Caution: This Blog could contain large amounts of cheese.

I write a lot of blogs with statistics and strategies . . . and this ain’t one of them.

See, I’m writing this blog from the lobby of Portland Center Stage (it’s an amazing lobby, by the way . . . with Wifi, a coffee shop, jazz music, and the friendliest open-air box offices around).  The opening performance of Somewhere in Time just started a few moments ago.

I know, I know . . . you’re wondering why I’m writing a blog when I should be in there watching the show, right?  Well, I have this thing . . . call it a superstition, call it nerves, or just a plain neuroses . . . but I never sit for my openings.  Besides, I had a blog to write!  One of the great things about writing a blog every day is that no matter how great a day is going, or how bad a day is going, I gotta write a blog.  Period.  It grounds me every single day.

Back to the fromage.

Before the show started, I spoke to the cast and crew . . . and as I stared at them all, and as we held hands and “circled up,” I was reminded of why I do what I do.

I was an only child (a lot of you out there are probably saying, “Ahhh, that explains a lot!”).  And I remember when I was a kid, all I wanted were brothers and sisters . . . people that were just like me . . . that liked, no, that loved, the same things I did.  People that I had a lot in common with . . . so we could “play” together.

And as I spoke to the cast and crew, I realized something . . . I got my wish.

Because as filled with cheddar as this may sound, the only thing better than an actual family is a theatrical family.

Theater people are the most passionate people in the world.  Whether that’s someone you know, like Alan Cumming on Macbeth, or someone you might not know, like Erin Burniston on Somewhere in Time.  These people join hands and “circle up” to put on a project whose sole purpose is to bring joy to other people’s lives.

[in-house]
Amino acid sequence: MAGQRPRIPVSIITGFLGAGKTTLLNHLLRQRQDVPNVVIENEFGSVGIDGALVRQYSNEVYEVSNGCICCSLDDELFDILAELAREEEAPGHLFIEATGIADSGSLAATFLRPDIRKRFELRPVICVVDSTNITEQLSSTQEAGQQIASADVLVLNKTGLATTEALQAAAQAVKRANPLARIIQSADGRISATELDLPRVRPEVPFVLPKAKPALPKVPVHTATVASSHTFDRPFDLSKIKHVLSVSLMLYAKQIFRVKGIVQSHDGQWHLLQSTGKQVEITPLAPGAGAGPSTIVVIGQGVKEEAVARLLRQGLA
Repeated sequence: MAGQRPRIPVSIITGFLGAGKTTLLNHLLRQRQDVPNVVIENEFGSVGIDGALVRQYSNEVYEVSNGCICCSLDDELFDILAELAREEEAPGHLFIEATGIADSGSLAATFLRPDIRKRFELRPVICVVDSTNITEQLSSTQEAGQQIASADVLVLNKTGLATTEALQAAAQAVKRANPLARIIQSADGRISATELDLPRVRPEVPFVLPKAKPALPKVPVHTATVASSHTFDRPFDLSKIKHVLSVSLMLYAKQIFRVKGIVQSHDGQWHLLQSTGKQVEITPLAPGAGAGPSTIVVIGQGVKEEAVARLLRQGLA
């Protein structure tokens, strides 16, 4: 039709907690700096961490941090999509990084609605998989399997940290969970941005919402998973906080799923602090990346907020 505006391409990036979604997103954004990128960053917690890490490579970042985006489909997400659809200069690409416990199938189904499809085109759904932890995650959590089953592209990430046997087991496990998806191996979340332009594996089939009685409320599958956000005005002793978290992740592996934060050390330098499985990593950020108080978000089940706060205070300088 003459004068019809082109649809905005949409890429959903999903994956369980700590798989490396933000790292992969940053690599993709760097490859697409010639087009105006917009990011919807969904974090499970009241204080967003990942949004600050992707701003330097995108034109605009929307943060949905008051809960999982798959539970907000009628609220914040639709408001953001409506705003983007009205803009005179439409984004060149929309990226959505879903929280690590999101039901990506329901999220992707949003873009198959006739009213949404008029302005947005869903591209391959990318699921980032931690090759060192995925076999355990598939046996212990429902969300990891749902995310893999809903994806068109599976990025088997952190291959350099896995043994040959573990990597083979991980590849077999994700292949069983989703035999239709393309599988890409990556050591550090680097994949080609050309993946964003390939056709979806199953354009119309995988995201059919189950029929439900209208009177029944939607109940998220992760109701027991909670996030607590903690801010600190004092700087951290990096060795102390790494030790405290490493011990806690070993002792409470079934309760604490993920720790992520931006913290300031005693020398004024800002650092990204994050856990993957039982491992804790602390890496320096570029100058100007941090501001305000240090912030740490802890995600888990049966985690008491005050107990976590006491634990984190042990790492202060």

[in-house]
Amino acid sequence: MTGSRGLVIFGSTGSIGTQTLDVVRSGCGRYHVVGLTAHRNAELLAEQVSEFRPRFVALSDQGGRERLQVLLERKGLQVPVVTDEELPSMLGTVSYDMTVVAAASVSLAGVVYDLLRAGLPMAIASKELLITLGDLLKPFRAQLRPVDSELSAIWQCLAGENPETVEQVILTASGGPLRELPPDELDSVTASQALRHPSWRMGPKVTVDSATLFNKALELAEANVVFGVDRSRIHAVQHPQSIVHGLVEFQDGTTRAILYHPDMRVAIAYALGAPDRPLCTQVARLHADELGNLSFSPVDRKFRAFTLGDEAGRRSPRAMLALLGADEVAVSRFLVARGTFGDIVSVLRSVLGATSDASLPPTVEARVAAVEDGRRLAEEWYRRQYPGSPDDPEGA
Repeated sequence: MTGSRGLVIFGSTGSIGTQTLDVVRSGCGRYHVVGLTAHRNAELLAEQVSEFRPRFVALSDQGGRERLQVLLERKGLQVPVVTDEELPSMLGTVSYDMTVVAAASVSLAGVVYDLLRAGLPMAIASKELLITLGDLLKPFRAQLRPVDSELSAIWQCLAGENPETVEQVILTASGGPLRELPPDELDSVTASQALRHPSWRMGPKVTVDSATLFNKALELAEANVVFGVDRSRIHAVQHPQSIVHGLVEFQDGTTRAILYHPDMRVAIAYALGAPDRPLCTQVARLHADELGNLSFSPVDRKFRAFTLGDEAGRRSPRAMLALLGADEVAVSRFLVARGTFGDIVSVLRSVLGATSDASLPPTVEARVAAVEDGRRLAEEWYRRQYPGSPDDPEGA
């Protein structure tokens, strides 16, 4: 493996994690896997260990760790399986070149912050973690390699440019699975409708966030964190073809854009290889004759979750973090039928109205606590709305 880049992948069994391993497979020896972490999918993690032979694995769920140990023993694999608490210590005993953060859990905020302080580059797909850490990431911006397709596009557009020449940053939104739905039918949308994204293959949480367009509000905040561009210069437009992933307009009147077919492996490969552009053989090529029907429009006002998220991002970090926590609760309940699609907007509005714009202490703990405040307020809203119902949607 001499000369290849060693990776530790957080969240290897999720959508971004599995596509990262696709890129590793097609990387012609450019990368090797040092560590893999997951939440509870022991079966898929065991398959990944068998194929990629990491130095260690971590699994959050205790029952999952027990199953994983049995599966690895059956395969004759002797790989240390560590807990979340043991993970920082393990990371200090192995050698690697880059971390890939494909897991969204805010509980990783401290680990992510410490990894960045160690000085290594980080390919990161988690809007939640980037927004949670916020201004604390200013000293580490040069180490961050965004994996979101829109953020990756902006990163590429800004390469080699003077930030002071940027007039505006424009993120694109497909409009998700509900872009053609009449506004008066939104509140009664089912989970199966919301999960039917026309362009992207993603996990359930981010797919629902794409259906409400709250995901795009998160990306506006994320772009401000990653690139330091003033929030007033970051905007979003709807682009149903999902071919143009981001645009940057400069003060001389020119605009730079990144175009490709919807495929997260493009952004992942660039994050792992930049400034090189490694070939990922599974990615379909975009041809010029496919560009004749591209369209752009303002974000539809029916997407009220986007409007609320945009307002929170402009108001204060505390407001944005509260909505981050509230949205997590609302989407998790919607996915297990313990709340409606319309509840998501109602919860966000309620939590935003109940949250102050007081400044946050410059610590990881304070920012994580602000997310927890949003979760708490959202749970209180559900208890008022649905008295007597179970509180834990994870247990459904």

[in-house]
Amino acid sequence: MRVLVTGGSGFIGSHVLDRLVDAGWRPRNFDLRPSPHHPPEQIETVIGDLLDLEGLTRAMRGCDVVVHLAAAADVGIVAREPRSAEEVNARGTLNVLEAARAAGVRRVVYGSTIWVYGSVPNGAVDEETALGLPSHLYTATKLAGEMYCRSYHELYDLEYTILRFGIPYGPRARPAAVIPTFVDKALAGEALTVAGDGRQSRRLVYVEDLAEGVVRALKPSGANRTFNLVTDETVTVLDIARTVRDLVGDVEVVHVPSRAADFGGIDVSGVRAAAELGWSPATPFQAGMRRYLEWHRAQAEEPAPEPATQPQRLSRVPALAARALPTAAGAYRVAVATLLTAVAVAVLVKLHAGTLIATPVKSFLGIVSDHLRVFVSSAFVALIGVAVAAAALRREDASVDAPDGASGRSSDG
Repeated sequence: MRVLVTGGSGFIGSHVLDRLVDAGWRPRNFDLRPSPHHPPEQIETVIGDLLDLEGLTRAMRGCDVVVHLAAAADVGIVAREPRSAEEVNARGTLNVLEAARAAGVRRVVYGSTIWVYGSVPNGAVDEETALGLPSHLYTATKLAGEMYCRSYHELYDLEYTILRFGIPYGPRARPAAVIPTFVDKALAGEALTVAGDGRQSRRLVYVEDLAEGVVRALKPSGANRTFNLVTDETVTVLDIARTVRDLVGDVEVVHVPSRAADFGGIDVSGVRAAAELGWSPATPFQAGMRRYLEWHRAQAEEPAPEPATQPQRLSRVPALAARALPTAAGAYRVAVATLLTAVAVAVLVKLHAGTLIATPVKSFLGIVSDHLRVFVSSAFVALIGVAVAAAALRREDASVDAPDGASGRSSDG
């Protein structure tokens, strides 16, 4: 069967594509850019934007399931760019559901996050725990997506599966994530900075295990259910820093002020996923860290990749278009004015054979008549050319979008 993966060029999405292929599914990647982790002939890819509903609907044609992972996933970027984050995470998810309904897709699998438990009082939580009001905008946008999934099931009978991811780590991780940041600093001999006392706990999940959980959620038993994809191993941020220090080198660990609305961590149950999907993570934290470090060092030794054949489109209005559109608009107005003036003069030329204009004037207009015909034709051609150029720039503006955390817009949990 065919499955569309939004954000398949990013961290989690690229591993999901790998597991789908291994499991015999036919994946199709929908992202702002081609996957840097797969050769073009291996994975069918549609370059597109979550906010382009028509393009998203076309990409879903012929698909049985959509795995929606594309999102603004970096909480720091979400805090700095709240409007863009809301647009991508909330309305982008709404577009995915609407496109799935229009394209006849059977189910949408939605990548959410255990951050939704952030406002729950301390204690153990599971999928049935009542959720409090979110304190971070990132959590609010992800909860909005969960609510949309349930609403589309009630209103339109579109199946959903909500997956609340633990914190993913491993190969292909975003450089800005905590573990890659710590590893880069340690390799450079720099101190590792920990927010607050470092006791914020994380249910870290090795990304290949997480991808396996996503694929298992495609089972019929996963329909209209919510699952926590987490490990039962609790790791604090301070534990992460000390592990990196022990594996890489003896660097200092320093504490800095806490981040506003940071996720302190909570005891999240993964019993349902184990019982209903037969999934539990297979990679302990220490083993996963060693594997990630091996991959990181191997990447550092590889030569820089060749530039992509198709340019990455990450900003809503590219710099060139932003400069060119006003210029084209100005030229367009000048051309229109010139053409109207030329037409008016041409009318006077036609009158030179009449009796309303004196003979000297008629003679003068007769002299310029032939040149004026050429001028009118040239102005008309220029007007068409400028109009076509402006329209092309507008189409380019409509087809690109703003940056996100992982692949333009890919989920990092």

And I get to work with them every single dang day.  And that makes me, well, to paraphrase an Ephron title, one hell of a “lucky guy.”

So thank you to all of the theater people out there, including each and every one of you who read this blog . . . you make the best brothers and sisters I could have ever asked for.

Back to stats and strats tomorrow . . .


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– Looking to get serious about producing a show of your own?  Or have you written a show that you want to get up on its feet?  Take a seminar with me and let me show you how.  Click here to learn more.

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Ken created one of the first Broadway podcasts, recording over 250 episodes over 7 years. It features interviews with A-listers in the theater about how they “made it”, including 2 Pulitzer Prize Winners, 7 Academy Award Winners and 76 Tony Award winners. Notable guests include Pasek & Paul, Kenny Leon, Lynn Ahrens and more.